A Prescriptive Specification, as the name implies, lays out much more specifically how the job is to be done, what materials are to be used, and the manner in which they are to be installed. For example, a Prescriptive Specification for a roof would most likely list the type AND manufacturer, all details and methods of fastening, etc.
Engineers generally rely on a variety of standard specifications from entities such as the Construction Specifications Institute (CSI) and MasterSpec (AIA). These documents serve as a framework, providing boilerplate and standard clauses, but a true and good specification starts with a field visit to observe actual conditions, and then continues with research to select the right approach.
Value Engineering and the Specification
Developing a specification is the perfect time to consider alternative approaches for the repair or replacement of key systems. Sometimes, a new approach can result in cost savings over the original design. At other times, a different approach may result in greater durability or reliability, thereby reducing costs over time, even though the initial outlay may be more expensive now. Value is the relationship between cost and benefit. Value Engineering, when properly done, is more specifically about the relationship between cost and function. It is generally a “like for like” substitution that generates a cost savings, either initially or operationally, without sacrificing function, intent, or performance of the original design. When developing a specification, the engineer can either perform the Value Engineering himself (Prescriptive Specification) or ask the contractor to propose alternatives (Performance Specification). Either way, the association wins.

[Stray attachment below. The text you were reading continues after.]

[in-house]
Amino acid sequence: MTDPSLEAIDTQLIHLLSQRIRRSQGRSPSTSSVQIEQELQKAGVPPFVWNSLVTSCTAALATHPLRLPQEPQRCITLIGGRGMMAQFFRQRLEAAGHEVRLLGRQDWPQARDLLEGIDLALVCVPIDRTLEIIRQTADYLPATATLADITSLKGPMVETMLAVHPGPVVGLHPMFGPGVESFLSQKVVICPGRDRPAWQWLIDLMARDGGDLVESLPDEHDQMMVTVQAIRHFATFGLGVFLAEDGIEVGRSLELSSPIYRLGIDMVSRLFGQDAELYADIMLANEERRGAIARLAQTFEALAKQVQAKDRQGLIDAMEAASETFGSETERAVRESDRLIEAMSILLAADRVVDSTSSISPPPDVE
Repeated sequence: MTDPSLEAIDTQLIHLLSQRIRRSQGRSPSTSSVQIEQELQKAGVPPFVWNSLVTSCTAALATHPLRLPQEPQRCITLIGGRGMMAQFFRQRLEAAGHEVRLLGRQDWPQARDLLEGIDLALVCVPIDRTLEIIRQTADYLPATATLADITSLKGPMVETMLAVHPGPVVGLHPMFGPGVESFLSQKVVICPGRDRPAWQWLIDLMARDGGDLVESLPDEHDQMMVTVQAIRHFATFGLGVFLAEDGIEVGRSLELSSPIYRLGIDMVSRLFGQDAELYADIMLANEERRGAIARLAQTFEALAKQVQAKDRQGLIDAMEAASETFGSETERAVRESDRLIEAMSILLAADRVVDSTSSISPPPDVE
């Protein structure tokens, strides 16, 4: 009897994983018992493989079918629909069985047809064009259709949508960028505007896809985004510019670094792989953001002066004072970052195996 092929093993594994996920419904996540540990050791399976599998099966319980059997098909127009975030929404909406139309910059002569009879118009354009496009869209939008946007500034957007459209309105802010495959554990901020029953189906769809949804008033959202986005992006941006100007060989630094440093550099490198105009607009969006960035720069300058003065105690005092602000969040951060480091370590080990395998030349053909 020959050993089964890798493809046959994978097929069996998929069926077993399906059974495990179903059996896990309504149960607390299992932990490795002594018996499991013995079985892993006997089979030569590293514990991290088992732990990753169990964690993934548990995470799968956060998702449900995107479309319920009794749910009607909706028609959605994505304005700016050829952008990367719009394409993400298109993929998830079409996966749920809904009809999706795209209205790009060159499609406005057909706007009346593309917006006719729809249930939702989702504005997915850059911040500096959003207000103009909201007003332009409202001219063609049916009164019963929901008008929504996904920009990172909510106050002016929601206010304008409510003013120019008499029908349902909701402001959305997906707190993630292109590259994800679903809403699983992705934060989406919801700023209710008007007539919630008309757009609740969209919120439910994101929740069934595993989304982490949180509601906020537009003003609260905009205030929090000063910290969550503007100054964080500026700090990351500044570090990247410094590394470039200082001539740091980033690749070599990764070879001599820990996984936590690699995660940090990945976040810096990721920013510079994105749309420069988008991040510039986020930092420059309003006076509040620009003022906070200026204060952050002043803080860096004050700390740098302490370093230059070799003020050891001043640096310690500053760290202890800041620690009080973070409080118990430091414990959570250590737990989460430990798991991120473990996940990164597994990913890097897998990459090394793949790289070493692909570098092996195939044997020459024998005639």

Liability for the Board and Property Manager
One of the key differences between owning your own home and sitting on a board representing a group of owners is that you now have a fiduciary responsibility to those owners.
While most board members would not think of awarding a contract to someone just because he was a friend, it can be just as risky to hire any contractor if proper care in the selection has not been exercised. The engineer that developed the specification is also able to assist with pre-bid meetings, contractor selection, and kick-off meetings.
To illustrate how serious this can become, we were recently subpoenaed to produce documents in a case that involved shoddy work by a contractor. While the contractor is the key defendant, so are previous board members and the property manager. Being able to demonstrate that contractor selection followed an industry-accepted, professional, and objective procedure is your best defense in such a case.
Developing a specification for any significant capital expenditure is the best way to ensure comparability of contractor bids, a quality job, and avoid exposure to liability. The best part is, it may actually save money on the overall job. Specifications are developed by engineers or architects who are familiar with the design and installation of building systems. If chosen properly, that person could well be the same engineer who originally developed your reserve study and is familiar with your specific property. We would also strongly recommend hiring that same engineer to monitor the actual construction, repair, or replacement to ensure compliance with the specification. That’s why a local, experienced engineer is the best choice “For the Life of Your Association.”
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Volume 6, Issue 1 ~ Fall 2011
© 2010 CRITERIUM ENGINEERS